These statements address a number of different issues related to the immigrants in Israel, but one of the primary applications is how they relate to the worth and the dignity of a person. We are to treat illegal immigrants the same way we treat anyone else in terms of their worth and their dignity.

Another consideration is Christ’s statement in Matthew 22 that we are to love your neighbor as yourself (Matthew 22:39). This doesn’t refer just to just those who are in our country legally. It refers to anyone you come into contact with. In the context of the immigration debate, how do you love your illegal neighbor?

A third consideration for the Christian is the relative importance of this world in contrast to the next. Even though Abraham lived in a land promised to him by God, he was not tied to that land. In fact, we’re told that he lived there as if he was living in a foreign country. For him the Promise Land was not home for he waited for the city which has foundations, whose builder and maker is God (Hebrews 11:9-10).

Abraham was all about what is to come, not what is now. And that should be our perspective. On a scale of 1-10 where we live now doesn’t even make the chart compared to the 10 of heaven. Which makes the spiritual viewpoint far more significant than any other.

One way to assess where you stand on this issue is to ask yourself the question, What’s more important to me, keeping the illegal immigrant out of my country or helping him/her get to heaven? You answer reveals your heart.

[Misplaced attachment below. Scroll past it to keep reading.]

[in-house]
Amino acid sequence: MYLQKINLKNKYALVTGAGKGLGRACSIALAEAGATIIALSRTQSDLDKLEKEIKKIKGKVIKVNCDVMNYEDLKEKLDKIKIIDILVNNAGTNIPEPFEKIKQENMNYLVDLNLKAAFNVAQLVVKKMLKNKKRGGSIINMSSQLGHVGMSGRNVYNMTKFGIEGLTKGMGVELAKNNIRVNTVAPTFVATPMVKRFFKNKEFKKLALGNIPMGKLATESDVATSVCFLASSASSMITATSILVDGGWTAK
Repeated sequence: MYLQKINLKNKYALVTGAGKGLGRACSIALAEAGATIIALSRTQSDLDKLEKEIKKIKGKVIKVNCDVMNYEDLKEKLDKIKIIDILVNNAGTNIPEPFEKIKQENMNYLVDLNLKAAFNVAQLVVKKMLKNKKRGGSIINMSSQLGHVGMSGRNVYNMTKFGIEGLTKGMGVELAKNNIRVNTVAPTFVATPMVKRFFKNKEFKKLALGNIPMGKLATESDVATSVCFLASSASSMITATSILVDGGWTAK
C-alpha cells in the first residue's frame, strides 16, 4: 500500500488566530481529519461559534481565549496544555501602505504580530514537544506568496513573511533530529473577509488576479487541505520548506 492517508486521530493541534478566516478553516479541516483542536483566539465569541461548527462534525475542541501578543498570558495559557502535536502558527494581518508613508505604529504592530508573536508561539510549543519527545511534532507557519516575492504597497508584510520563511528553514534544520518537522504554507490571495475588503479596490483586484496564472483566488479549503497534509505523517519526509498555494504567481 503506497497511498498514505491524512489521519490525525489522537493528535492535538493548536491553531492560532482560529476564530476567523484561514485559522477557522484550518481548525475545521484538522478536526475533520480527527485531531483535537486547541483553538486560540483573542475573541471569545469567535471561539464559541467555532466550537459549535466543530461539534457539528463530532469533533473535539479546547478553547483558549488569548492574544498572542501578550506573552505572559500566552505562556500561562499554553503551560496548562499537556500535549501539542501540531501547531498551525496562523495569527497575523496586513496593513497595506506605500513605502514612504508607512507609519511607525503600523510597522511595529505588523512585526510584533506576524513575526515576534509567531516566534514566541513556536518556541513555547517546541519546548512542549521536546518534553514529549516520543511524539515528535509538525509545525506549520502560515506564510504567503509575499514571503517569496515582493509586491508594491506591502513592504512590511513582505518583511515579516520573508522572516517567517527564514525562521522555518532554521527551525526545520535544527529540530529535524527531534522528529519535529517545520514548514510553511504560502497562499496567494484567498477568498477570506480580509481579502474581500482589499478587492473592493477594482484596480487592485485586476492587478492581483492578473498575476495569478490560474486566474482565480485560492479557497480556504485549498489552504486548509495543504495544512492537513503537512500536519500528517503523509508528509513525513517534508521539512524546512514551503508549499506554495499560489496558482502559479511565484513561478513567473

Finally, take into consideration that people are always more important than policies. Jesus came for people not policies. Jesus died for people not policies. Jesus rose for people not policies. And Jesus is coming back for people not policies.

I understand that for our nation, or any nation to function there has to be laws and policies. And because every leader is human, every policy will be less than perfect. But again, my emphasis is not on policy but on our attitudes toward this delicate issue.

Sometimes as Christians we hide our less than admirable attitudes behind the language of policy.

One of the most helpful articles I’ve read from a Christian perspective on the immigration issue is What the Bible Says About the Current Immigration Crisis. You can read it at https://zondervanacademic.com/blog/bible-immigration.

And remember, always, always, always make it about people not policies. If you have to err, do it on the side of people, not policies.

Stay in the Word

Pastor Steve

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Handling Hardships (or Grace for the Journey)

I was complaining to God recently about the difficulties of life (please tell me that I’m not the only one who does that!). All I wanted was a little relief. Some time – a few days of peace when I didn’t have to think about problems and stress.